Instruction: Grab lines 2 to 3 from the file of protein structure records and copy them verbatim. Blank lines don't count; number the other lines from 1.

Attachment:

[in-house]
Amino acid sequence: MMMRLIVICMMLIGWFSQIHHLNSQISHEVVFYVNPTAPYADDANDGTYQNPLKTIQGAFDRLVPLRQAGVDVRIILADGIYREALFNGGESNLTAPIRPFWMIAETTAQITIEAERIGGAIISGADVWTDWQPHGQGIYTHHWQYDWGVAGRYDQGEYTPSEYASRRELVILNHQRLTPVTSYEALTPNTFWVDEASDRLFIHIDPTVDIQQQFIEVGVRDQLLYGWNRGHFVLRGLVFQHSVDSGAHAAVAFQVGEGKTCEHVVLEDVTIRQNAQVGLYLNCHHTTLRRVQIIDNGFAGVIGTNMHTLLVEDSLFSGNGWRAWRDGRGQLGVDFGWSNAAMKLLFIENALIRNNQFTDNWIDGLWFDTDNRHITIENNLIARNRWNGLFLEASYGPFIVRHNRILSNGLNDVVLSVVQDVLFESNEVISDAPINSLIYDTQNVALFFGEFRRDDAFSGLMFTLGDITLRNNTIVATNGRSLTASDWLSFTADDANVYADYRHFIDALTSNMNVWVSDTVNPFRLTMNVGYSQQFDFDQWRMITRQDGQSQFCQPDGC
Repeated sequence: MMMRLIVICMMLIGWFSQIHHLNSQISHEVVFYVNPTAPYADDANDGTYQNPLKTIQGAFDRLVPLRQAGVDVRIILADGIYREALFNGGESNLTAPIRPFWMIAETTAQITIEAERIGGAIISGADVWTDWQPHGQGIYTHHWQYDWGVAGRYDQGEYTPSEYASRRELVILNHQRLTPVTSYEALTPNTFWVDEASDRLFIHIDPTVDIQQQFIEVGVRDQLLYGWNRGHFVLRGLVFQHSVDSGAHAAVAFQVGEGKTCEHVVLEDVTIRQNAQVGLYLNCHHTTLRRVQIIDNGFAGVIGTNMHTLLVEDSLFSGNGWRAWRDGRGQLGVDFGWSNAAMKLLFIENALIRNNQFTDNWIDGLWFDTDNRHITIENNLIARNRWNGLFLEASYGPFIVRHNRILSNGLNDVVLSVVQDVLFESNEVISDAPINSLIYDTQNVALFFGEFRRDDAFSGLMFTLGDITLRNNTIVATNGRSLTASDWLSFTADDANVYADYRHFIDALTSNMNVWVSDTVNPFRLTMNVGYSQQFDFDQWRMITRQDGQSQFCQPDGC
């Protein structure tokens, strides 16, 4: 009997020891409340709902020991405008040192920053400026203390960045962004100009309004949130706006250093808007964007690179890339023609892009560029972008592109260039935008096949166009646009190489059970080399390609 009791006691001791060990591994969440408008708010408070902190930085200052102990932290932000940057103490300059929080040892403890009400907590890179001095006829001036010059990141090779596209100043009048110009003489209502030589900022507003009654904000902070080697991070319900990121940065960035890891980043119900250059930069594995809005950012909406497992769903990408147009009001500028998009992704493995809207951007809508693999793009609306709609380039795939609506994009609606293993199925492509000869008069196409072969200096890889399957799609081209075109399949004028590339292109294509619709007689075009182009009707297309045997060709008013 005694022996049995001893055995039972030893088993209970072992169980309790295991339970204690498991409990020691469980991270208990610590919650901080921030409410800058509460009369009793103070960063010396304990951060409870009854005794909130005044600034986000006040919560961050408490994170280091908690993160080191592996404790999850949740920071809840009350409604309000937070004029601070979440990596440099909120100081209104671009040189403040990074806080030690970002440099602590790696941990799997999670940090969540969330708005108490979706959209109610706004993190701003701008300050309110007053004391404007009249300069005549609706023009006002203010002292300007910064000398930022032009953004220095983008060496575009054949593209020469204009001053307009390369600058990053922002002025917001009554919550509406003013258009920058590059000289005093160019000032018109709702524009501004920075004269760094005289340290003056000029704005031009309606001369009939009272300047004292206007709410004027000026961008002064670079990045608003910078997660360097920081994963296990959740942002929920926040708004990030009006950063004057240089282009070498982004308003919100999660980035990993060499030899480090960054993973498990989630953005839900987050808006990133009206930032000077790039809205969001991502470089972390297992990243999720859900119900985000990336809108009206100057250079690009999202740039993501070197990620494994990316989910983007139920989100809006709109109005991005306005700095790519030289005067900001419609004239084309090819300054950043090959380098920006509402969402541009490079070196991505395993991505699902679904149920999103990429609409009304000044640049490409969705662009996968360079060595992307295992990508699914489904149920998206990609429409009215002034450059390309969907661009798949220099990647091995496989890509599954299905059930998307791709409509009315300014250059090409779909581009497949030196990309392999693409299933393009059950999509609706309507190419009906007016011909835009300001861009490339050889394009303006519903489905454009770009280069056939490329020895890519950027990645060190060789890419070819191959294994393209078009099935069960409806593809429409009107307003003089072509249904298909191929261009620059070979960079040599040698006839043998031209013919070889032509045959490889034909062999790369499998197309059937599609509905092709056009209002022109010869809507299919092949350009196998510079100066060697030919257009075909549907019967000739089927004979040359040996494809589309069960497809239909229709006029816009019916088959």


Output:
Amino acid sequence: MMMRLIVICMMLIGWFSQIHHLNSQISHEVVFYVNPTAPYADDANDGTYQNPLKTIQGAFDRLVPLRQAGVDVRIILADGIYREALFNGGESNLTAPIRPFWMIAETTAQITIEAERIGGAIISGADVWTDWQPHGQGIYTHHWQYDWGVAGRYDQGEYTPSEYASRRELVILNHQRLTPVTSYEALTPNTFWVDEASDRLFIHIDPTVDIQQQFIEVGVRDQLLYGWNRGHFVLRGLVFQHSVDSGAHAAVAFQVGEGKTCEHVVLEDVTIRQNAQVGLYLNCHHTTLRRVQIIDNGFAGVIGTNMHTLLVEDSLFSGNGWRAWRDGRGQLGVDFGWSNAAMKLLFIENALIRNNQFTDNWIDGLWFDTDNRHITIENNLIARNRWNGLFLEASYGPFIVRHNRILSNGLNDVVLSVVQDVLFESNEVISDAPINSLIYDTQNVALFFGEFRRDDAFSGLMFTLGDITLRNNTIVATNGRSLTASDWLSFTADDANVYADYRHFIDALTSNMNVWVSDTVNPFRLTMNVGYSQQFDFDQWRMITRQDGQSQFCQPDGC
Repeated sequence: MMMRLIVICMMLIGWFSQIHHLNSQISHEVVFYVNPTAPYADDANDGTYQNPLKTIQGAFDRLVPLRQAGVDVRIILADGIYREALFNGGESNLTAPIRPFWMIAETTAQITIEAERIGGAIISGADVWTDWQPHGQGIYTHHWQYDWGVAGRYDQGEYTPSEYASRRELVILNHQRLTPVTSYEALTPNTFWVDEASDRLFIHIDPTVDIQQQFIEVGVRDQLLYGWNRGHFVLRGLVFQHSVDSGAHAAVAFQVGEGKTCEHVVLEDVTIRQNAQVGLYLNCHHTTLRRVQIIDNGFAGVIGTNMHTLLVEDSLFSGNGWRAWRDGRGQLGVDFGWSNAAMKLLFIENALIRNNQFTDNWIDGLWFDTDNRHITIENNLIARNRWNGLFLEASYGPFIVRHNRILSNGLNDVVLSVVQDVLFESNEVISDAPINSLIYDTQNVALFFGEFRRDDAFSGLMFTLGDITLRNNTIVATNGRSLTASDWLSFTADDANVYADYRHFIDALTSNMNVWVSDTVNPFRLTMNVGYSQQFDFDQWRMITRQDGQSQFCQPDGC